Tivoli and Villa d’Este


westminster y tivoli 296

Tivoli is a historic hilltown in the Lazio region of Italy, and is one of the most popular destinations for daytrips from Rome. Tivoli’s two most famous tourist attractions are the magnificent gardens of the Villa d’Este and the extensive ruins of Hadrian’s Villa (known as the Villa Adriana).
Tivoli is situated on the Aniene river to the east of Rome, in the Monti Tiburtini hills where the climate is fresher than Rome’s. For this reason, the area was popular from ancient times onwards with Rome’s moneyed classes, who built summer retreats in the area. As the town was on a major trading route from Rome to the Abruzzi, Tivoli has always been an important settlement. Modern Tivoli has around 50,000 inhabitants, and spreads out far beyond the crumblingly picturesque historical centre. In the suburb of Bagni di Tivoli, on the plains below the town centre, it is still possible to bathe in natural thermal springs. The fourth century BC town wall is still visible, as are temples from the second century BC.
There is plenty to occupy the visitor in Tivoli for a day, even if they miss out one of the two famous villas. Travellers keen to see all the sights of the area should note that the Villa Adriana is actually a bus ride outside town; and they may find their day stretched to an uncomfortable length. Some visitors choose to stay in Tivoli, away from the bustle of Rome; if you are very keen on spending a long time at the monuments, or planning to travel onwards through Italy this may be an option worth considering.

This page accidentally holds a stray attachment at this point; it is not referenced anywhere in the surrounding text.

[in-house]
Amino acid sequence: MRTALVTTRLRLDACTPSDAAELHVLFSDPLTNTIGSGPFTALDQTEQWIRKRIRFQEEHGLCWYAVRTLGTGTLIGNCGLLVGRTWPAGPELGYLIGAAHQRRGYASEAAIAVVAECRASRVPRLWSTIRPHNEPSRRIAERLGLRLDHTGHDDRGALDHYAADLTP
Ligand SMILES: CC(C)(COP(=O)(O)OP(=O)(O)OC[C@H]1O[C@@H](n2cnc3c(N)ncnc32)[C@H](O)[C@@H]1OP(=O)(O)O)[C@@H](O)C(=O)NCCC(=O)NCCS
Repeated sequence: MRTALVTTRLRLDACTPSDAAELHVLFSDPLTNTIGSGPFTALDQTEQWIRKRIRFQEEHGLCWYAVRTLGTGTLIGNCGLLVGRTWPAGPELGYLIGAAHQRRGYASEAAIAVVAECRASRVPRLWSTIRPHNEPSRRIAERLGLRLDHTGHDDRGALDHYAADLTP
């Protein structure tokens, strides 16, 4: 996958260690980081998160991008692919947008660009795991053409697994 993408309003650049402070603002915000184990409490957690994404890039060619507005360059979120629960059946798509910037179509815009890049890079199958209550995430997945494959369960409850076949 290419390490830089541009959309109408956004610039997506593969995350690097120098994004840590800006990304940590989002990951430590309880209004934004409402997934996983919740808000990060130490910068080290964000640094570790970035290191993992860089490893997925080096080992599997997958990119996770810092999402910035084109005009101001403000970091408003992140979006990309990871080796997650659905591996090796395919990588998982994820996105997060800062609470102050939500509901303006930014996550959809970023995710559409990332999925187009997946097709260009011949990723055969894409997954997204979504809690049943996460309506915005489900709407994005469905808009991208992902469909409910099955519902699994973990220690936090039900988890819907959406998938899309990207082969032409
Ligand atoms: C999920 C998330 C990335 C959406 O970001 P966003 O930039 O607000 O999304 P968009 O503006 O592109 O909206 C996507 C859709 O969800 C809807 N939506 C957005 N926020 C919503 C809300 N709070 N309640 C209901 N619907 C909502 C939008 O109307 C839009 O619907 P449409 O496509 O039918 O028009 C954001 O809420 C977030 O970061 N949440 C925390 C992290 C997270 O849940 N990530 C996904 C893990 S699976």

Villa d’Este
The Renaissance Villa d’Este was built in the 1550s for Cardinal Ippolito d’Este, the son of Lucretia Borgia. Built over a Benedictine convent, the palace was intended for entertaining and contains lavishly frescoed reception rooms. The main attraction for visitors, however, is the breathtaking garden. Designed to impress the Cardinal’s guests, the Villa d’Este’s gardens are composed almost exclusively of water features. Fountains of every description dazzle the onlooker, from the grand ‘Fountain of the Dragons’ and ‘Hundred Fountains’, to a miniature watery reproduction of Rome. The centrepiece, the gigantic Water Organ Fountain, cascades down a huge drop into quiet, shady pools.

La antigua Tibur, o actual Tivoli, es una ciudad del Lacio, en Italia, en la provincia de Roma, con unos 55.500 habitantes. Está en la orilla izquierda del río Aniene (antiguo Anio) al noreste de Roma.
Fue una localidad romana de gran belleza por su paisaje agreste, de bosques escalonados y cascadas, lo que le daba un clima más fresco que en la sucia y populosa Roma. Se convirtió en lugar favorito de veraneo en los tiempos del Imperio romano. En ella tuvieron sus villas muchos personajes romanos, entre los que cabe mencionar al emperador Adriano y al poeta Quinto Horacio Flaco (65–8 a. C.). Las modernas obras hidráulicas de captación de agua desecaron muchos de los viejos manantiales y el paisaje del lugar ha variado sensiblemente.

Villa de Este es una villa situada en Tívoli, cerca de Roma. Declarada Patrimonio de la Humanidad, es una pieza maestra de la arquitectura italiana y especialmente del diseño de jardines

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